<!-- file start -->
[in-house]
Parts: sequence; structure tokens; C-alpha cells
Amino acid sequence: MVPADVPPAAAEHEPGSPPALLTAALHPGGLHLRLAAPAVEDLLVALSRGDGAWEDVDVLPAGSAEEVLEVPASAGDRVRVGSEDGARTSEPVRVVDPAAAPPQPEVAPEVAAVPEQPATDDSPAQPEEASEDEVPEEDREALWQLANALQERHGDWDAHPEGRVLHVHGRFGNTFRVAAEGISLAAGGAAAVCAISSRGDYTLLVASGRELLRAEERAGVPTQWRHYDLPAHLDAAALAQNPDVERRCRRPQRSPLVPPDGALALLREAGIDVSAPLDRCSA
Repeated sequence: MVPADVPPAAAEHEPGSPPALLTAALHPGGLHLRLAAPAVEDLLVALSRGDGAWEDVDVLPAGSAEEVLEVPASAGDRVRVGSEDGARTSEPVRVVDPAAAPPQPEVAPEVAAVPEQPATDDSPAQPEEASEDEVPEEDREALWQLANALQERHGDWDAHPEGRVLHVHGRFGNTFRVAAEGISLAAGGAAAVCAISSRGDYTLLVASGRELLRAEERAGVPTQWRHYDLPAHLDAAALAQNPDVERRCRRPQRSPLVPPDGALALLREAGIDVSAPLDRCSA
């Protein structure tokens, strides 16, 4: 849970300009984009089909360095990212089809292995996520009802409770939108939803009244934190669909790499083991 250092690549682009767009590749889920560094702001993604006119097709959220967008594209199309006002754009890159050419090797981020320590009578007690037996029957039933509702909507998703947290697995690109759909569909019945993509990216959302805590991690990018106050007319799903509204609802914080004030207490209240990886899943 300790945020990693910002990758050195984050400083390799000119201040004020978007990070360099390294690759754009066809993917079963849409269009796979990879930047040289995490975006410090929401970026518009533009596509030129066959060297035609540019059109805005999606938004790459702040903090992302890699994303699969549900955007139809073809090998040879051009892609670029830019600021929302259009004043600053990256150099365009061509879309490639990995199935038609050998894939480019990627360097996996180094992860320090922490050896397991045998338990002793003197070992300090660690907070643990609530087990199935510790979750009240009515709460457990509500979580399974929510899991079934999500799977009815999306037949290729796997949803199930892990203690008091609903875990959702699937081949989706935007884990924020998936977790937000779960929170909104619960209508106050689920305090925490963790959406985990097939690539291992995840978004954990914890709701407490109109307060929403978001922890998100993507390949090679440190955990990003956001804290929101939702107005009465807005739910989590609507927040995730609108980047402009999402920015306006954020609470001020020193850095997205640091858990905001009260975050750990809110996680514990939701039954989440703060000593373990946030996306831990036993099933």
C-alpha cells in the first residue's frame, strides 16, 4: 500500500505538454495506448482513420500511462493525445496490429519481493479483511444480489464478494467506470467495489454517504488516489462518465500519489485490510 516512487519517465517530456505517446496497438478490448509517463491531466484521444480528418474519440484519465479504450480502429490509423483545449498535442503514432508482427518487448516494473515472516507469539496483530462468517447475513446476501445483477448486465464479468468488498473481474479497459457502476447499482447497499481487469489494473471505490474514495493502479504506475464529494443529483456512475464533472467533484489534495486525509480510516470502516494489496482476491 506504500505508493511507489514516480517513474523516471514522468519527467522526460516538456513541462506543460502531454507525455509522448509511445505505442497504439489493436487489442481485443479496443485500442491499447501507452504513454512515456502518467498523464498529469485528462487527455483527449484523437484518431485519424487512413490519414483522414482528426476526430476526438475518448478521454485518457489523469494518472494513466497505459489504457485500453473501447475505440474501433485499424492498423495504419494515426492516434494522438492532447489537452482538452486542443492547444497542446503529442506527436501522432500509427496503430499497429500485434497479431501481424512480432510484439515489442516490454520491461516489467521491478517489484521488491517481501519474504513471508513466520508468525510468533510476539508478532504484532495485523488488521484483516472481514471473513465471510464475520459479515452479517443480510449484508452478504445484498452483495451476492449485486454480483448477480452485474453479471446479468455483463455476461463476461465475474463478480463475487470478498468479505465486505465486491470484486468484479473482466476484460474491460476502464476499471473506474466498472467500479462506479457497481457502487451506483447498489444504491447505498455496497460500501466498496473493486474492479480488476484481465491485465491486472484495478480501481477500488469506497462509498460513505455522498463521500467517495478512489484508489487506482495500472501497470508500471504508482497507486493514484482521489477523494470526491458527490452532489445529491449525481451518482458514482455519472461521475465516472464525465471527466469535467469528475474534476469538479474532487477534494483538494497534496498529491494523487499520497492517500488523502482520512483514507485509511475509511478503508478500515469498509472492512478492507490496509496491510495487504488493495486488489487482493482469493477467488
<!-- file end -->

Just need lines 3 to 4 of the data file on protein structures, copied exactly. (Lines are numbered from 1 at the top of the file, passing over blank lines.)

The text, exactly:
Amino acid sequence: MVPADVPPAAAEHEPGSPPALLTAALHPGGLHLRLAAPAVEDLLVALSRGDGAWEDVDVLPAGSAEEVLEVPASAGDRVRVGSEDGARTSEPVRVVDPAAAPPQPEVAPEVAAVPEQPATDDSPAQPEEASEDEVPEEDREALWQLANALQERHGDWDAHPEGRVLHVHGRFGNTFRVAAEGISLAAGGAAAVCAISSRGDYTLLVASGRELLRAEERAGVPTQWRHYDLPAHLDAAALAQNPDVERRCRRPQRSPLVPPDGALALLREAGIDVSAPLDRCSA
Repeated sequence: MVPADVPPAAAEHEPGSPPALLTAALHPGGLHLRLAAPAVEDLLVALSRGDGAWEDVDVLPAGSAEEVLEVPASAGDRVRVGSEDGARTSEPVRVVDPAAAPPQPEVAPEVAAVPEQPATDDSPAQPEEASEDEVPEEDREALWQLANALQERHGDWDAHPEGRVLHVHGRFGNTFRVAAEGISLAAGGAAAVCAISSRGDYTLLVASGRELLRAEERAGVPTQWRHYDLPAHLDAAALAQNPDVERRCRRPQRSPLVPPDGALALLREAGIDVSAPLDRCSA